One of the most common objections against Intelligent Design is that if an intelligent agent is causally involved in the natural world, then science is no longer predictable because at any time the agent could intervene and mess with our experiments.  For example, Michael Ruse writes, ““[T]he relationship of the natural and the supernatural are unpredictable … [if] the cause of a natural event is the whim of a deity, the event is neither predictable nor fully understandable.”[1]

I think this objection is misguided.  First, it is based on a faulty understanding of ID.  ID only claims to have discovered evidence of a designer’s activity in the past.  It takes no position on the question of whether the designer is still in existence, whether the designer is presently involved in the cosmos, or whether the designer will be involved in the cosmos in the future.  Those are philosophical and religious questions.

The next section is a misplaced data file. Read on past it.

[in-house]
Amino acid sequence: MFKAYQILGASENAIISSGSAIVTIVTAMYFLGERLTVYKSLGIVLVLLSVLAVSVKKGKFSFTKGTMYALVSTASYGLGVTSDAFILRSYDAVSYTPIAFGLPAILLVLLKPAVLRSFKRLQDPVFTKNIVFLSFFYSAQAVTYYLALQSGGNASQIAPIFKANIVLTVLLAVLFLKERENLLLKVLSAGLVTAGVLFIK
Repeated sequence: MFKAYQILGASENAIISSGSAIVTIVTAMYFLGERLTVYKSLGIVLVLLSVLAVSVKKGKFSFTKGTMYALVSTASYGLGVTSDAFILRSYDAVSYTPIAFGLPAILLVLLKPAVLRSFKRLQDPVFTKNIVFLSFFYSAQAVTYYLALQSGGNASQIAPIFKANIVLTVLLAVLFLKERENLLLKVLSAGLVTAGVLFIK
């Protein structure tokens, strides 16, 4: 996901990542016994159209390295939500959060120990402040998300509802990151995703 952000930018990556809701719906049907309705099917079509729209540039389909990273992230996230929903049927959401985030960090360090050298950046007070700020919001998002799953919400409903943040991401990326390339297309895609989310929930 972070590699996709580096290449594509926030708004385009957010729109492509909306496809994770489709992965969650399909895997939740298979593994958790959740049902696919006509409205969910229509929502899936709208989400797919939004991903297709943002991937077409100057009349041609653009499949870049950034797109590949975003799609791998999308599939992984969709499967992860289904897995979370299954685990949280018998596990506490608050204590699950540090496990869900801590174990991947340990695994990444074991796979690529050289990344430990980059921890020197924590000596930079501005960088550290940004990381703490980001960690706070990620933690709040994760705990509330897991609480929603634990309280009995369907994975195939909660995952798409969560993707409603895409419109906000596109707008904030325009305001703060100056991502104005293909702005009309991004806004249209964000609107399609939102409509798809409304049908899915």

In a previous post I addressed the “lottery” objection to the probabilistic argument against a naturalistic origin of life: “Just as the odds of winning the lottery are low, and yet people win the lottery all the time, so too the odds of forming life by chance may be low, but that doesn’t mean it is impossible.”  I argued that unlike a lottery, the probabilistic resources available to form life are so unfathomably low that there is no reason to expect a winner in chance’s game of life.  To prove my point, I compared the number of possible events in the whole history of the universe (10139)—the probabilistic resources—to the probability of a 250 gene organism forming by chance (1:1041,000).  The odds of life forming by chance came up trillions upon trillions upon trillions of times short, and thus there is no rational basis on which to affirm that life originated by chance.  What I didn’t realize then was that I had severely over-estimated the odds.